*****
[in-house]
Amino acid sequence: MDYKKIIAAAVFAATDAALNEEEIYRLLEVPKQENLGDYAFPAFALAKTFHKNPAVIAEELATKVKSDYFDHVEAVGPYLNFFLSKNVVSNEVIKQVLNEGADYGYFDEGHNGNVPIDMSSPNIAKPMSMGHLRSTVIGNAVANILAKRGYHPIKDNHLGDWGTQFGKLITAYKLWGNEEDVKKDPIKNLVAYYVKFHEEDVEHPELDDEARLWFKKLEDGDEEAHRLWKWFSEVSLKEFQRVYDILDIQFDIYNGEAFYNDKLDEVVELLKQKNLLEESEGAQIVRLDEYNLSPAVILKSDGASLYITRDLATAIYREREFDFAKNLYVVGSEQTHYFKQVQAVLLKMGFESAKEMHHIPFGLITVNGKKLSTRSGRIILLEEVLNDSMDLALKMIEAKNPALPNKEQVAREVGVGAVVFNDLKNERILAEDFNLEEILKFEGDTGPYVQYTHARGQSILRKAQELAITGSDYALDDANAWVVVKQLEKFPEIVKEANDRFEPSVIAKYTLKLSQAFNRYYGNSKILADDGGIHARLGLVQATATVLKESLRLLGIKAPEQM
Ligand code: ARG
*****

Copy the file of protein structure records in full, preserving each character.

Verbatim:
[in-house]
Amino acid sequence: MDYKKIIAAAVFAATDAALNEEEIYRLLEVPKQENLGDYAFPAFALAKTFHKNPAVIAEELATKVKSDYFDHVEAVGPYLNFFLSKNVVSNEVIKQVLNEGADYGYFDEGHNGNVPIDMSSPNIAKPMSMGHLRSTVIGNAVANILAKRGYHPIKDNHLGDWGTQFGKLITAYKLWGNEEDVKKDPIKNLVAYYVKFHEEDVEHPELDDEARLWFKKLEDGDEEAHRLWKWFSEVSLKEFQRVYDILDIQFDIYNGEAFYNDKLDEVVELLKQKNLLEESEGAQIVRLDEYNLSPAVILKSDGASLYITRDLATAIYREREFDFAKNLYVVGSEQTHYFKQVQAVLLKMGFESAKEMHHIPFGLITVNGKKLSTRSGRIILLEEVLNDSMDLALKMIEAKNPALPNKEQVAREVGVGAVVFNDLKNERILAEDFNLEEILKFEGDTGPYVQYTHARGQSILRKAQELAITGSDYALDDANAWVVVKQLEKFPEIVKEANDRFEPSVIAKYTLKLSQAFNRYYGNSKILADDGGIHARLGLVQATATVLKESLRLLGIKAPEQM
Ligand code: ARG